Ok. This has absolutely nothing to do with Christmas (other than the fact that I adore the white chocolate peppermint coffee blend that I purchased for myself as a pre-holiday treat), but seeing that I only wrote in my blog eight times this whole year, I thought I would do what any respectable blogger would do and write at least four more times before year’s end to make it look as if I had written at least once a month. And, try as I might to come up with something poignant about the real meaning of Christmas, I kept getting stuck on things that sounded like they came from a 1980s Hallmark made-for-TV movie and not from the depths of my heart. So…I decided to write about coffee. Make sense?
First, the back-story: I started drinking coffee a year and a half ago while in Spain. Previous to that, the last coffee I had tasted was something my mom offered me in a Styrofoam cup with lipstick stains after we had helped some friends move when I was seven. That experience left me with a disgusting aftertaste—actually and figuratively. I never wanted to drink the demon liquid again; I couldn’t believe people actually craved it. In fact, when I grocery shopped, I would often skip the coffee aisle because I hated the smell.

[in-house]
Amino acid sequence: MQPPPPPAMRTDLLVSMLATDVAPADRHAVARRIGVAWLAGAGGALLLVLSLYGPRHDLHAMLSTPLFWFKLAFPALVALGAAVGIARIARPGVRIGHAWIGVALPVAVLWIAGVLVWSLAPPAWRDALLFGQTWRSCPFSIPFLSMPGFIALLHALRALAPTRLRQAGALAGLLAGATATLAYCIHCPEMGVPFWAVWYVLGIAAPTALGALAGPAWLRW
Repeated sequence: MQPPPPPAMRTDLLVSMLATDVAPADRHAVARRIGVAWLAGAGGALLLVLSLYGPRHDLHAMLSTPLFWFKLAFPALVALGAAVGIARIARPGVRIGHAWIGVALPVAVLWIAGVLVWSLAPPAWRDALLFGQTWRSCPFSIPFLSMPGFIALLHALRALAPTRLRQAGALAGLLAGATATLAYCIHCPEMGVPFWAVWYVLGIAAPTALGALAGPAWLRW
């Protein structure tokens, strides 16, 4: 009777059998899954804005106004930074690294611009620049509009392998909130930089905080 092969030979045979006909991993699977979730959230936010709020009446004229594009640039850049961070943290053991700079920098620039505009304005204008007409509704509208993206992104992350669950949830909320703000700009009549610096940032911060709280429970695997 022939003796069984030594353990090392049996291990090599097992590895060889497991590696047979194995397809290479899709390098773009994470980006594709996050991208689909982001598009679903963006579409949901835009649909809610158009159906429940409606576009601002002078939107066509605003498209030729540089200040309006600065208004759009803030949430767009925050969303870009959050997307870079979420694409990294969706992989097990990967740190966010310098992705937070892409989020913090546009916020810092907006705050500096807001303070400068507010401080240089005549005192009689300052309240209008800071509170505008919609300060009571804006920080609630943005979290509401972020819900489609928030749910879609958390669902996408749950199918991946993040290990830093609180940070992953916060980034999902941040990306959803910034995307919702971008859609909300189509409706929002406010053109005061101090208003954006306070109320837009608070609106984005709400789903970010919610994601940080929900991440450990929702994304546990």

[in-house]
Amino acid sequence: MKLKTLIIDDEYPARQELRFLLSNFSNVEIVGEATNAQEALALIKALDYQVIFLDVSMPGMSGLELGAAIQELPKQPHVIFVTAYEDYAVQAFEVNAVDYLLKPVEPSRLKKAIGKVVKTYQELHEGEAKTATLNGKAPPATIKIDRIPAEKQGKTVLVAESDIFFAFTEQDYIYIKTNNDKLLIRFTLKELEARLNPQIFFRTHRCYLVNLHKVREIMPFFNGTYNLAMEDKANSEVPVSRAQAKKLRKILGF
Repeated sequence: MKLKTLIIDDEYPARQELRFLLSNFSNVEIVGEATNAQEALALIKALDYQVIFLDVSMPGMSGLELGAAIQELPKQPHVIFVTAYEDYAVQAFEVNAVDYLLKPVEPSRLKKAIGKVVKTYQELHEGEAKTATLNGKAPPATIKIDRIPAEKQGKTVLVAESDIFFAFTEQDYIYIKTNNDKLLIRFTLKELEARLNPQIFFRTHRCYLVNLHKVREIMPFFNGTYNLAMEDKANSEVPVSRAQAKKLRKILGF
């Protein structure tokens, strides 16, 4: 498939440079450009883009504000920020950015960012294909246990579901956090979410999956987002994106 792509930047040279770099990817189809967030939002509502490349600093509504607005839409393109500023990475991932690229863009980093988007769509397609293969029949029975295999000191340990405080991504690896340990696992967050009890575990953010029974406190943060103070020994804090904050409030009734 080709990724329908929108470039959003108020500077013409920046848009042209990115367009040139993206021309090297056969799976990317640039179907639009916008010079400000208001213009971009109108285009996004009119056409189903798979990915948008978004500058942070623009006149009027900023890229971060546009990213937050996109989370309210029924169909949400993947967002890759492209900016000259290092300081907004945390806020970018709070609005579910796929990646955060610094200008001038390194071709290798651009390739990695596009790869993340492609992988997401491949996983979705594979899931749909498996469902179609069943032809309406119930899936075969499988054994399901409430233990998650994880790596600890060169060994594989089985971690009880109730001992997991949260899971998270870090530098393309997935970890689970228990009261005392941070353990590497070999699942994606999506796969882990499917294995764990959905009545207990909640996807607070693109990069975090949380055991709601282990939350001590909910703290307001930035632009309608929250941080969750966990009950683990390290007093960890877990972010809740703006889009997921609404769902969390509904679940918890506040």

But the summer before last, when we had traveled to Europe to hike the Camino de Santiago (wanna know more about that? Start here), the rest of the family would hit up little coffee “bars” in the morning and order a café con leche and a giant chocolate croissant, and I would just sit, soberly, eating my giant chocolate croissant by itself. I felt left out of the common experience. And occasionally, I needed some unmentionable digestive processes to occur before I put in a 20 mile day of hiking and before civilized bathrooms were no longer available (I know what you are saying, “She never seemed to mind going in the woods before,” and you are right. But what you don’t understand about the Camino is that it is a very urban trail, highly traveled by other “pilgrims” who don’t take kindly to seeing someone squatting behind a building in the quaint villages along the way. In my ignorance, I didn’t know that coffee did that sort of thing, but, by golly, it does!) So, seeing that 40 years had passed since my last sip of Joe, and deciding that my taste buds had probably matured by now, I chose to be a certified grown-up and try it. On my first foray into the caffeinated world, I bravely loaded up my very own café con leche with lots of sugar and sipped…cautiously. And because I had decided to change my mind about its abhorrence, it now seemed to have this mystical quality about it that made me feel mature and free and clean (if you know what I mean). And I didn’t hate it…that much. Now, upon ingestion, my chocolate croissant had a friend, my colon was rejoicing, and I had started to feel like part of the gang. I even told my family, “ Coffee is going to transform my life!” That was just the beginning of a beautiful friendship. And like any friendship of value, coffee has made me better. Here are five reasons why: